Monday, August 10, 2015

A Commonsensical Definition of Marriage

In the article “Liberals Don’t Want You To Read Ryan Anderson” found on The Federalist, Rachel Lu argues that Ryan Anderson, in his book “Truth Overruled: The Future of Marriage and Religious Freedom,” “is a man who knows what marriage is.  [And] this is dangerous stuff, indeed.”

In the article she states that Ryan Anderson provides this commonsensical definition of marriage:  [marriage is a] “permanent, exclusive union of husband and wife.  [It exists], to bring a man and a woman together as husband and wife, as well as to be father and mother to any children their union produces.  Marriage is based on the anthropological truth that men and women are distinct and complementary, the biological fact that reproduction depends on a man and a woman, and the social reality that children deserve a mother and a father.”

Marriage exists because a man and woman can forge a unique kind of relationship that no other assortment of people can duplicate.  Human love takes many forms, each with its own rewards and attendant obligations, but this is the only kind of love that gives rise to new life.  That is why we distinguish and elevate it, and also why we use legal and cultural structures to impose a substantial body of rules and expectations on the married.  Disordered procreative relationships beget social chaos, which affects a great many people who were never given the opportunity to “consent.”

What do you think?

Don’t take my word for it, read the article (and the book), don’t wait for the movie.
Have a little hope on me,

Roger

2 comments:

John Moore said...

Ryan Anderson doesn't seem to mention love, at least not in the section you quoted. I think most modern people consider love to be an essential basis for marriage. Having babies is less important than just plain loving each other.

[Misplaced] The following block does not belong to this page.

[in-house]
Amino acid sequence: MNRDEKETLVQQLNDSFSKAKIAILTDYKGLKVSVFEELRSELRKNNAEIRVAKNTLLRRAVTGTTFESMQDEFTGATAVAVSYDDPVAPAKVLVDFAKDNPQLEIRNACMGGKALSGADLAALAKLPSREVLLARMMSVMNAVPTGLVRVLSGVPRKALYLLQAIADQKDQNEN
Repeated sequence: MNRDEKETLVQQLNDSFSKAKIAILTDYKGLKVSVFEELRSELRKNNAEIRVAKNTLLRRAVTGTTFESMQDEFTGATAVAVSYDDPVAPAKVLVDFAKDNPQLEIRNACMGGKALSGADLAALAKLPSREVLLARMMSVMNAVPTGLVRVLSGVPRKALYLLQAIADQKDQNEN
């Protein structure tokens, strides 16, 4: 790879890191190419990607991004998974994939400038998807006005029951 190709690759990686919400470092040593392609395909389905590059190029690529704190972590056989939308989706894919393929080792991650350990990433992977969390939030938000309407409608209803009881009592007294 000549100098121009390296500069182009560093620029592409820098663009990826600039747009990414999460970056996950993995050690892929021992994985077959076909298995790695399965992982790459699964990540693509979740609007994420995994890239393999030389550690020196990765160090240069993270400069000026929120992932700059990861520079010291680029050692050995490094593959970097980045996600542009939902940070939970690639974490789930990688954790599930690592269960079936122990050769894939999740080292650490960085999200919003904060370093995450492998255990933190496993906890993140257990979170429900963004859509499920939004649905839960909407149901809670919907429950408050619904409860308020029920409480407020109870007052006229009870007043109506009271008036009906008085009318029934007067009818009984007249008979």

And if we focus on love, then the question is whether you think homosexuals can really love each other in the same way a man and woman might love each other.

Chase said...

Hello John,

Thanks for contributing to the blog!

Ryan Anderson doesn't seem to mention love, at least not in the section you quoted.

You are correct, Anderson does not mention love in the section quoted. However, he does mention love a great deal. See here.

I think most modern people consider love to be an essential basis for marriage.

I think most modern people consider love to be an essential reason people get married. This is different. If love is an essential basis of marriage, then why is "proof of passion" not a requirement on the marriage license application form?

Having babies is less important than just plain loving each other.

Your statement directly above makes me think that you think that Anderson is arguing that producing babies is the purpose of marriage. Is my understanding of your statement correct?

I think he is arguing that producing and raising babies is a purpose of marriage not the purpose of marriage. However, though producing and raising babies is not the purpose of marriage, it is the reason government regulates and privileges the relationship because they have a vested interest to do so because marriages as a rule, as a group, and by nature produce the next generation.

And if we focus on love,

You have not provided any substantial reason to think that we should other than your opinion that it is the opinion of most people that love is an essential basis of marriage which I questioned above.

then the question is whether you think homosexuals can really love each other in the same way a man and woman might love each other.

I think this question is irrelevant to public policy. The question is what loving relationship is the ideal for producing and raising the next generation. Anderson makes the case for long term, monogamous, heterosexual marriage as the ideal.

Respectfully.